Stressed and tired from hiding, Avry is abducted by a band of rogues who, shockingly, value her gift above the golden bounty offered for her capture. Their leader, an enigmatic captor-protector with powers of his own, is unequivocal in his demands: Avry must heal a plague-stricken prince—leader of a campaign against her people. As they traverse the daunting Nine Mountains, beset by mercenaries and magical dangers, Avry must decide who is worth healing and what is worth dying for. Because the price of peace may well be her life....
I recently got Scent Of Magic, the sequel to Touch Of Power. I’ve been dying to read it since I first finished ToP, but I realized that I’d forgotten most of this novel. Since I never wrote a full review for it, I felt like that was the perfect excuse to revisit and reread it.
Maybe the fact that I couldn’t remember much more than the basic plot after only a year was a sign that it wouldn’t be as good as I remembered, or maybe it was a case of wrong timing. All I know is that, the second time around, I wasn’t nearly as excited by this book and its characters as I was originally. I liked it still, and I do look forward to continuing the journey with Scent Of Magic, but I can’t say I loved it like I originally did.
Okay first of all, I have a legitimate question. Does anyone know why the plural for the death or life lily is always “lilys”, not “lilies”? I didn’t notice it the first time, but this time every time I came across that spelling I’d drift away from the rest of the paragraph and wonder if there’s an actual reason for it – like maybe to differentiate the peace and death lilys from actual, real-life lilies – or if it was just a misspelling that got overlooked in editing. Whether it was done by mistake or by design, that constant drifting off took me out of the story way too often, and is probably a large contributor to my lackluster reread. (But seriously, if anyone knows the actual reason for this, let me know. It’s driving the grammar nazi in me crazy.)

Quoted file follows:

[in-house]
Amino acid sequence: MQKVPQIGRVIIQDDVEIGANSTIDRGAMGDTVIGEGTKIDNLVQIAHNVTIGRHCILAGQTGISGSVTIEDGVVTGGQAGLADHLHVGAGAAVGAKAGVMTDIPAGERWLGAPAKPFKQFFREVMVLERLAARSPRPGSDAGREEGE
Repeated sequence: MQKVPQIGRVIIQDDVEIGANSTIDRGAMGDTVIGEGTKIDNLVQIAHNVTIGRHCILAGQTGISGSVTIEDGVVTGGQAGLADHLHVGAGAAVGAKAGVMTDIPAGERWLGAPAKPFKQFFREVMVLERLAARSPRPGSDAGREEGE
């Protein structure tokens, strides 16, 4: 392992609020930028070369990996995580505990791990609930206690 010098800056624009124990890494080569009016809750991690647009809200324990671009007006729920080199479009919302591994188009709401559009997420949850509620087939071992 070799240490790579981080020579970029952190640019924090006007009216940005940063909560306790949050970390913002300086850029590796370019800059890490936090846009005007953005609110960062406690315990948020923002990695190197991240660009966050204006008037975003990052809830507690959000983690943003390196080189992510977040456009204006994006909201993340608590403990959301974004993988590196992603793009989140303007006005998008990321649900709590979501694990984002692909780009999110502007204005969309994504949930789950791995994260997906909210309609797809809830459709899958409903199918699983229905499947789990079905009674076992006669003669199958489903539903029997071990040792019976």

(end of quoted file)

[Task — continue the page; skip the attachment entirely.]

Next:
Avry is a Healer, the last of her kind. She’s on the run for her life, since it’s believed that Healers started the devastating plague that killed so many. Early on, she’s caught and Kerrick and his men rescue her…before taking her prisoner so she’ll heal their Prince, who has been put into a magical stasis after catching the plague. To heal him would mean death for Avry, who has some serious grievances with the prince to begin with. Avry’s relationship with the boys, especially their leader, is rocky at first, but slowly it takes on a familial dynamic, complete with (very) slow-building romance. There’s not a whole lot of hidden depth to the novel, as a few other reviewers have pointed out, but if you’re reading it for that storyline, you get what you go in for.
There are so many things about it that I liked. (Ironically, those lilys-or-lilies is one of the main ones. The idea and how it ties in so perfectly with the plot is just so cool.) There’s nothing overly original about the big picture of the plot, but it’s not cliché or a giant rip-off, either. It follows a common high fantasy formula of feuding monarchs and land disputes set to a backdrop of magic and a medieval-esque setting, but there is something undeniably fresh and unique about it. With the exception of the Healers, the magic system isn’t too deep, but it works. The writing is good, and the characters are likeable enough.
Which, I think, is the root of my problem with the novel. Reread that last paragraph and tell me, aside from the “lilys”, is there anything about it that screams enthusiasm or excitement? Anything that would propel the novel from “good” to “great”? There was very little that I actively disliked about the book, but most of what I liked coasted along as “average” and “nice enough”. This is also probably why I had trouble remembering much about it months after my first read. There just wasn’t anything that stuck out and grabbed me. (In fact, if I’m brutally honest, I’m finding myself again forgetting a lot of the novel unless I really think about it or refer to my notes.)
I still don’t know if my mixed feelings now are due to timing or me being more critical after months of active blogging and reviewing. I’d recommend it to fans of high fantasy, but I doubt I’ll be pushing this book to the same extent as I was pre-reread.
Touch Of Power - 3 out of 5 stars